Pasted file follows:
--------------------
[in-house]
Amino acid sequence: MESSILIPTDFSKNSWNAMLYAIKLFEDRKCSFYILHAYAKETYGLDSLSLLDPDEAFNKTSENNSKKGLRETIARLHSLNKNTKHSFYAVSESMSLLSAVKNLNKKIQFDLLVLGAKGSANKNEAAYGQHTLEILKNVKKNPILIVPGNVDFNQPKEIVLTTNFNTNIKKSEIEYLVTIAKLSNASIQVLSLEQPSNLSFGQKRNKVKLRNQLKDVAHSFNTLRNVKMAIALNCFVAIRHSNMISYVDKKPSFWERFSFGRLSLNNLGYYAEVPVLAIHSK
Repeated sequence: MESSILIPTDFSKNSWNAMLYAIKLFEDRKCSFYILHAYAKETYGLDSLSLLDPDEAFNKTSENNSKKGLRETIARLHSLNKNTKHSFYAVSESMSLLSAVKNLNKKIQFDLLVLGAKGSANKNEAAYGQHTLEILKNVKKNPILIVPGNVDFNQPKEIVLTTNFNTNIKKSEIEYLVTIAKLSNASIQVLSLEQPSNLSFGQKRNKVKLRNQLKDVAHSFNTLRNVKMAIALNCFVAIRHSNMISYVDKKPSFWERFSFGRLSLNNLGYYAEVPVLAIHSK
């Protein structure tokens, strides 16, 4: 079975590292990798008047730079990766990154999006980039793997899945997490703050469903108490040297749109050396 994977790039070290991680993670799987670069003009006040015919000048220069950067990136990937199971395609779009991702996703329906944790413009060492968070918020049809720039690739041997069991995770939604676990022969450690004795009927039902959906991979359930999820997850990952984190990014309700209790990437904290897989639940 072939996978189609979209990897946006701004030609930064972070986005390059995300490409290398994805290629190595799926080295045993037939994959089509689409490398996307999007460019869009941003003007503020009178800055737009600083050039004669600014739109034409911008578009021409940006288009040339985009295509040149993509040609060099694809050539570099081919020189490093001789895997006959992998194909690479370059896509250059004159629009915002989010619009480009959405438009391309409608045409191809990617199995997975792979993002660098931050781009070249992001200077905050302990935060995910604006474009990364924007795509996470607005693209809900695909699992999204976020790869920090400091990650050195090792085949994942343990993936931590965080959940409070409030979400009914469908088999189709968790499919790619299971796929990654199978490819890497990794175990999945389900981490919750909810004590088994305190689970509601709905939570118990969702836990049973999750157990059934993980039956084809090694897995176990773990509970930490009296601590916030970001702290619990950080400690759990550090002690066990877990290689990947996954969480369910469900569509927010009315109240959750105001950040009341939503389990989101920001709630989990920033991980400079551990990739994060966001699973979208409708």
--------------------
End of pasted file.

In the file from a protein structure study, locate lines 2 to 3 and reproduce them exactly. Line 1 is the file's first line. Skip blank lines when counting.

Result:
Amino acid sequence: MESSILIPTDFSKNSWNAMLYAIKLFEDRKCSFYILHAYAKETYGLDSLSLLDPDEAFNKTSENNSKKGLRETIARLHSLNKNTKHSFYAVSESMSLLSAVKNLNKKIQFDLLVLGAKGSANKNEAAYGQHTLEILKNVKKNPILIVPGNVDFNQPKEIVLTTNFNTNIKKSEIEYLVTIAKLSNASIQVLSLEQPSNLSFGQKRNKVKLRNQLKDVAHSFNTLRNVKMAIALNCFVAIRHSNMISYVDKKPSFWERFSFGRLSLNNLGYYAEVPVLAIHSK
Repeated sequence: MESSILIPTDFSKNSWNAMLYAIKLFEDRKCSFYILHAYAKETYGLDSLSLLDPDEAFNKTSENNSKKGLRETIARLHSLNKNTKHSFYAVSESMSLLSAVKNLNKKIQFDLLVLGAKGSANKNEAAYGQHTLEILKNVKKNPILIVPGNVDFNQPKEIVLTTNFNTNIKKSEIEYLVTIAKLSNASIQVLSLEQPSNLSFGQKRNKVKLRNQLKDVAHSFNTLRNVKMAIALNCFVAIRHSNMISYVDKKPSFWERFSFGRLSLNNLGYYAEVPVLAIHSK